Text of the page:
Lisa Leslie commends the work Becky Hammon is doing in San Antonio.
Terrific Bria Felicien deep dive on Renee Montgomery’s Atlanta role.
Katie Davidson really nailed this Napheesa Collier/Jessica Shepard joint profile.
Brendon Kleen looks at Essence Carson, performance artist.
Kia Nurse and Asia Durr join Jordan Brand NOW GET SOME DAMN SHOES NAMED AFTER THEM.
What’s better than a LaChina Robinson podcast? When she’s joined by Devereaux Peters!
Oh, Cheryl. On Natasha Howard: “The player that we traded away. Yeah, that’s me, I traded her away. Now she’s their best player.” The Cheryl Reeve Show pulls no punches.
Nevertheless, weep not for the Lynx.
I have a bottomless appetite for Brooke McCarty-Williams stories.
Good look at the state of women coaching in the NBA here from Erica Ayala.
Throwback video of the Week
It’s not a tweet, or an IG post. It’s just glorious. Diana Taurasi, Cappie Pondexter and Bridget Pettis. Enjoy.
Five at The IX: Sophie Cunningham, Phoenix Mercury
I had the pleasure of speaking to Sophie for an upcoming story. Here are some additional insights from the precocious rookie.
HOWARD MEGDAL: So, when you think about this team, where there’s so many veterans, what do you see your role as? What has Sandy talked about your role as being?
SOPHIE CUNNINGHAM: My role is just to run the floor, bring energy, but also be a shooter, open up the inside game for B.G. and DeWanna and create space for our wings and our guards to get down the lane. And so, if I can just keep shooting and knock down those shots and get the defense to respect me from three, then I think it will open up a lot for our team.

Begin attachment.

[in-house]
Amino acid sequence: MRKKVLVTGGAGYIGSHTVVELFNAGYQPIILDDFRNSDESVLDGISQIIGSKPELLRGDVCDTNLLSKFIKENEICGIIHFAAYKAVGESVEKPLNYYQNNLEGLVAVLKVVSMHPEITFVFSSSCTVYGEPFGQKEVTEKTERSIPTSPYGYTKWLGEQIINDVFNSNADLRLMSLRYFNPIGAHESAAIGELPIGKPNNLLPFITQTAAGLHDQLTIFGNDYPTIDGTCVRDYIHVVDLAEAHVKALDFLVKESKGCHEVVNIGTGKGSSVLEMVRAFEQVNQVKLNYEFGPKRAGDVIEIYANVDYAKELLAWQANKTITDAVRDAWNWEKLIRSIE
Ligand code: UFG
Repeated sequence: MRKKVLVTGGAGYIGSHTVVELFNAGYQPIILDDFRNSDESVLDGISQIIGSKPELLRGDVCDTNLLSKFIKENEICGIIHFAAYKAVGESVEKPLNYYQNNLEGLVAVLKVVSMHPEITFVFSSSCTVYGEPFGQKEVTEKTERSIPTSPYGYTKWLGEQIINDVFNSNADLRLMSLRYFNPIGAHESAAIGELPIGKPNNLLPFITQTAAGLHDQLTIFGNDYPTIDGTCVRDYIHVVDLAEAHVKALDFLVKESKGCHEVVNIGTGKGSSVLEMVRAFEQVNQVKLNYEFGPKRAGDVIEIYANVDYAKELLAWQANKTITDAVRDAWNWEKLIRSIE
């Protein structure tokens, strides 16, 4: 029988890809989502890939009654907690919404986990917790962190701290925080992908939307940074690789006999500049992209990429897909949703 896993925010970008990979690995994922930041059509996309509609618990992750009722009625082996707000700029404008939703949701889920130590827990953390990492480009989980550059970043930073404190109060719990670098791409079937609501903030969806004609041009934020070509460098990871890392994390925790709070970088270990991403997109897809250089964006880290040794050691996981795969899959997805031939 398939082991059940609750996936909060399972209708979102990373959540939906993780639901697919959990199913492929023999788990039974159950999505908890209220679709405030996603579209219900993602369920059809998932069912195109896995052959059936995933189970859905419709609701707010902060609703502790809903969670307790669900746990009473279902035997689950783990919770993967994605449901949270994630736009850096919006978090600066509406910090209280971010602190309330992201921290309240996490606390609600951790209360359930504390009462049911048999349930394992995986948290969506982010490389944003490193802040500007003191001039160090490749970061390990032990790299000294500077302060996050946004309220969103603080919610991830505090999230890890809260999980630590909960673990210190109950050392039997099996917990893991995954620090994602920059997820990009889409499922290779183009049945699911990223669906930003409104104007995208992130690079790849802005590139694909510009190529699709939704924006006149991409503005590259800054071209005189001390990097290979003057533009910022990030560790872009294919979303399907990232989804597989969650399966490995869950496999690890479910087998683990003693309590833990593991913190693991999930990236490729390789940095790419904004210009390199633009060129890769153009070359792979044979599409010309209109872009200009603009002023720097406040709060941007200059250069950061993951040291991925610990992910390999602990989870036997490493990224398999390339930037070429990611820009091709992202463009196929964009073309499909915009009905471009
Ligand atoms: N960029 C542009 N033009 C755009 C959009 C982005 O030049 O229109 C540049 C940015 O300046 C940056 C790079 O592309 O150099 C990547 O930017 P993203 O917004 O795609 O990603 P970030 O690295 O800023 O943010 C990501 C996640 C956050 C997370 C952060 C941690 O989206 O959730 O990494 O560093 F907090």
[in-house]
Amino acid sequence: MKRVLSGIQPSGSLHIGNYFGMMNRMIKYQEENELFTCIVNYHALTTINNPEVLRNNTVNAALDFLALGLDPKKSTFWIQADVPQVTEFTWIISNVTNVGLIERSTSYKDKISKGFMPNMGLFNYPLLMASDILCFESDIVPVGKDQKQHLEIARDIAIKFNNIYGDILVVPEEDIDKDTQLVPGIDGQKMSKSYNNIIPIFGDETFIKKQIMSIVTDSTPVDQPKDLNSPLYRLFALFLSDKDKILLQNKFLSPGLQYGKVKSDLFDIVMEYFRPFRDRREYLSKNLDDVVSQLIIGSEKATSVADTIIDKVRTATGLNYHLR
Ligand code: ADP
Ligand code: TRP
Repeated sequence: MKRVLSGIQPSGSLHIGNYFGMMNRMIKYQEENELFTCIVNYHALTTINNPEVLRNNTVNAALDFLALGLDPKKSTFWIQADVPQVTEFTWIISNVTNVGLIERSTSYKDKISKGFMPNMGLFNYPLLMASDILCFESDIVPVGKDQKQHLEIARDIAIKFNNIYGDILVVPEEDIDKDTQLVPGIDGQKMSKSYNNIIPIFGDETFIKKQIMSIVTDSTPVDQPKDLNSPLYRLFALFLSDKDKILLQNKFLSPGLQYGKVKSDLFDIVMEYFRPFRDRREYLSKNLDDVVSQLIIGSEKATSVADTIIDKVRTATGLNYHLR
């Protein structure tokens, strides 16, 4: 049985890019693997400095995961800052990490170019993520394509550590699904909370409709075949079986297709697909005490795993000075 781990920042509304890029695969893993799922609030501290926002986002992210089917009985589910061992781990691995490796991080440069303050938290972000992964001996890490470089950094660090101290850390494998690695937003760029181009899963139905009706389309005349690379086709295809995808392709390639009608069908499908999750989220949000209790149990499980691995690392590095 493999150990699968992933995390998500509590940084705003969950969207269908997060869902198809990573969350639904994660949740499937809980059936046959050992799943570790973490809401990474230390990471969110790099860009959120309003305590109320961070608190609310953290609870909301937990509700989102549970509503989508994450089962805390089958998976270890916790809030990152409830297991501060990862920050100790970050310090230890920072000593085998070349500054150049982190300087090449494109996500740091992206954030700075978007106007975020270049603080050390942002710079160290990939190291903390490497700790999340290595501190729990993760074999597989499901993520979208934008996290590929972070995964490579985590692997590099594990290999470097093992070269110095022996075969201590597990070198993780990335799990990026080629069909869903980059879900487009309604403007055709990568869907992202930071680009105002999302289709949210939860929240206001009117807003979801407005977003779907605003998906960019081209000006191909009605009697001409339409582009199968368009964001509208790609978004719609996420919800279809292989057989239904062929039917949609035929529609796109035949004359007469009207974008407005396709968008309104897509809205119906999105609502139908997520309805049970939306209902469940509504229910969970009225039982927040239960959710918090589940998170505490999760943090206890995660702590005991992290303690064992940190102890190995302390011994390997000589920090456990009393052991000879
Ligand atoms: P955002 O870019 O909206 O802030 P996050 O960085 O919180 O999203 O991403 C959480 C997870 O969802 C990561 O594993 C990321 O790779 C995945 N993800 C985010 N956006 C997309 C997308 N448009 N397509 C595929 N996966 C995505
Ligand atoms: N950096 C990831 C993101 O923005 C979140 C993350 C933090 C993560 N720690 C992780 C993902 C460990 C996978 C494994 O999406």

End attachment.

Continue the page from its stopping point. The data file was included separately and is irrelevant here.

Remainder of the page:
HOWARD MEGDAL: The fact that you were able to get out there right away and be part of the rotation, can you just take me through what that feeling was? Especially, you know, to be in a packed house where Seattle was able to get their ring. Did it feel properly big time?
SOPHIE CUNNINGHAM: You know what? It did. No matter where I’m at, I always have to prove myself more and more. So, I’m so happy to be a part of this team but, yeah, I’m always the last one to get in. I was like, okay, like I’m just getting more and more nervous. And so, once I was out there, I settled in. I know I had a turnover right off the bat but I settled in and I just played.
HOWARD MEGDAL: And then, just from the perspective of what you’re looking to accomplish this year, how do you measure it? I mean, you talk about proving yourself but what does that mean in your mind?
SOPHIE CUNNINGHAM: In my mind, I just want to prove that … because I know that I’m young and I have a lot to work on and I know that. But I don’t have to become a hard worker, passing or learn how to be competitive or gritty. And I think once I can really work on the basketball side of it that I think I can have a really good career. And Sandy’s a great coach. I have some great vets. I mean, Diana Taurasi, she’s been helping me. She’s been giving me tips here and there and just saying, just go out there and play. Don’t overthink it, just go have fun.